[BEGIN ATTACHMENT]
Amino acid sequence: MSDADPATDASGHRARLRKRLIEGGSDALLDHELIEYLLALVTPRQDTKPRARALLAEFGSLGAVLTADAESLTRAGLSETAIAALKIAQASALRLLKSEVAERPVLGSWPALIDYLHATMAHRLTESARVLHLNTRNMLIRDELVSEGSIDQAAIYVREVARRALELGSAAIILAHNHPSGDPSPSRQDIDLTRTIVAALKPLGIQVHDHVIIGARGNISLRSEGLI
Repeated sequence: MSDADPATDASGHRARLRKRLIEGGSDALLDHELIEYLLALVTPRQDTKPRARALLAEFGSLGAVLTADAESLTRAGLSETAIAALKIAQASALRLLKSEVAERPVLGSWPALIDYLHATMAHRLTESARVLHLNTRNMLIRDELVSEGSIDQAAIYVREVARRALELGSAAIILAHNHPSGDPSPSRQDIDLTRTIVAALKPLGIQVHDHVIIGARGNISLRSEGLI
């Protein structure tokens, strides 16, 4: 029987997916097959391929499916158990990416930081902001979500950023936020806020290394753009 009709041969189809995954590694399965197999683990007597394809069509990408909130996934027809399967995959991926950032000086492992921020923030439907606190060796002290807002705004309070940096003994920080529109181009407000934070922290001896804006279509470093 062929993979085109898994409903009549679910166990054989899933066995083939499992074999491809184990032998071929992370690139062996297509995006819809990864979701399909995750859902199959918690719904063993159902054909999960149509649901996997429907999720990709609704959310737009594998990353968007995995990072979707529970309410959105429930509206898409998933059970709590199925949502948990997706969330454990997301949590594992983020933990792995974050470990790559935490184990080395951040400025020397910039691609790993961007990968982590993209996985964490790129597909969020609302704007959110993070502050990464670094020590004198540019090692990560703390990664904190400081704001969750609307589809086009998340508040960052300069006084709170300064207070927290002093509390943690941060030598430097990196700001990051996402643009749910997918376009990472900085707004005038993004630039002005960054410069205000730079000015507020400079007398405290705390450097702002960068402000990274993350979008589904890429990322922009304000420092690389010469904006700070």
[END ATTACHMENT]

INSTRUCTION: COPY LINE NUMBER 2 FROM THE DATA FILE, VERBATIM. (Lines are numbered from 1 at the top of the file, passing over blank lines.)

Repeated sequence: MSDADPATDASGHRARLRKRLIEGGSDALLDHELIEYLLALVTPRQDTKPRARALLAEFGSLGAVLTADAESLTRAGLSETAIAALKIAQASALRLLKSEVAERPVLGSWPALIDYLHATMAHRLTESARVLHLNTRNMLIRDELVSEGSIDQAAIYVREVARRALELGSAAIILAHNHPSGDPSPSRQDIDLTRTIVAALKPLGIQVHDHVIIGARGNISLRSEGLI